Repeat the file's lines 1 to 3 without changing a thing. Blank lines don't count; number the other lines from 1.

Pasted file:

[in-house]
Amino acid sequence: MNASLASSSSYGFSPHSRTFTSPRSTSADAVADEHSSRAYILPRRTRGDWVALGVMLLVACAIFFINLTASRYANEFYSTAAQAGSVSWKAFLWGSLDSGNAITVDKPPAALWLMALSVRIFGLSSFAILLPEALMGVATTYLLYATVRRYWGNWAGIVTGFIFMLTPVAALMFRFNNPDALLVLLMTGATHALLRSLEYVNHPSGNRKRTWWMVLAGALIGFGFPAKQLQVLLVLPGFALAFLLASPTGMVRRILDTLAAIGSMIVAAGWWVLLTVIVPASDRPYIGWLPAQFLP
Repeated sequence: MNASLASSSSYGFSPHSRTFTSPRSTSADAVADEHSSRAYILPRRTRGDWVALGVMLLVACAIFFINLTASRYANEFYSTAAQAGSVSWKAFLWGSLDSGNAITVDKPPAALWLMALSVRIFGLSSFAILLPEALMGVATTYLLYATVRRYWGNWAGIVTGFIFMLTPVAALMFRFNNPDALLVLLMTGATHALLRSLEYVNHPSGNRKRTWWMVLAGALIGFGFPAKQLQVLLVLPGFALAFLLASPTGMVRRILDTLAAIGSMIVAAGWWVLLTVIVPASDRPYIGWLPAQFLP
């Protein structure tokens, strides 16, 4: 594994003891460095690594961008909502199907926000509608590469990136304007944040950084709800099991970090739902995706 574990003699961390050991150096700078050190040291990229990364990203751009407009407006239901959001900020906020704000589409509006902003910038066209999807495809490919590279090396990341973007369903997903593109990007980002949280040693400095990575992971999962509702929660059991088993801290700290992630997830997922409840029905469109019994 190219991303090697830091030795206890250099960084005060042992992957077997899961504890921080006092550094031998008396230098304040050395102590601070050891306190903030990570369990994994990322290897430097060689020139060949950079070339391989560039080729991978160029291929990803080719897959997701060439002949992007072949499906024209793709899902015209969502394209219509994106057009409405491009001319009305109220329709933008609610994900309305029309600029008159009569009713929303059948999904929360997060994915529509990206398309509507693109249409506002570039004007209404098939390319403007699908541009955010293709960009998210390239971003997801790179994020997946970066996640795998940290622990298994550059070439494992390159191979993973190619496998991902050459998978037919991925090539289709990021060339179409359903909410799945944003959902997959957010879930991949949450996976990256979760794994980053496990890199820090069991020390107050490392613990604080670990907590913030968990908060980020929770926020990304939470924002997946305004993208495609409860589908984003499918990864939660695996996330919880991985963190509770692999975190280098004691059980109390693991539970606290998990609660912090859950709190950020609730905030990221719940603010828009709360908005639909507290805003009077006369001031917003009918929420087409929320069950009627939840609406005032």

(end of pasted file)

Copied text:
[in-house]
Amino acid sequence: MNASLASSSSYGFSPHSRTFTSPRSTSADAVADEHSSRAYILPRRTRGDWVALGVMLLVACAIFFINLTASRYANEFYSTAAQAGSVSWKAFLWGSLDSGNAITVDKPPAALWLMALSVRIFGLSSFAILLPEALMGVATTYLLYATVRRYWGNWAGIVTGFIFMLTPVAALMFRFNNPDALLVLLMTGATHALLRSLEYVNHPSGNRKRTWWMVLAGALIGFGFPAKQLQVLLVLPGFALAFLLASPTGMVRRILDTLAAIGSMIVAAGWWVLLTVIVPASDRPYIGWLPAQFLP
Repeated sequence: MNASLASSSSYGFSPHSRTFTSPRSTSADAVADEHSSRAYILPRRTRGDWVALGVMLLVACAIFFINLTASRYANEFYSTAAQAGSVSWKAFLWGSLDSGNAITVDKPPAALWLMALSVRIFGLSSFAILLPEALMGVATTYLLYATVRRYWGNWAGIVTGFIFMLTPVAALMFRFNNPDALLVLLMTGATHALLRSLEYVNHPSGNRKRTWWMVLAGALIGFGFPAKQLQVLLVLPGFALAFLLASPTGMVRRILDTLAAIGSMIVAAGWWVLLTVIVPASDRPYIGWLPAQFLP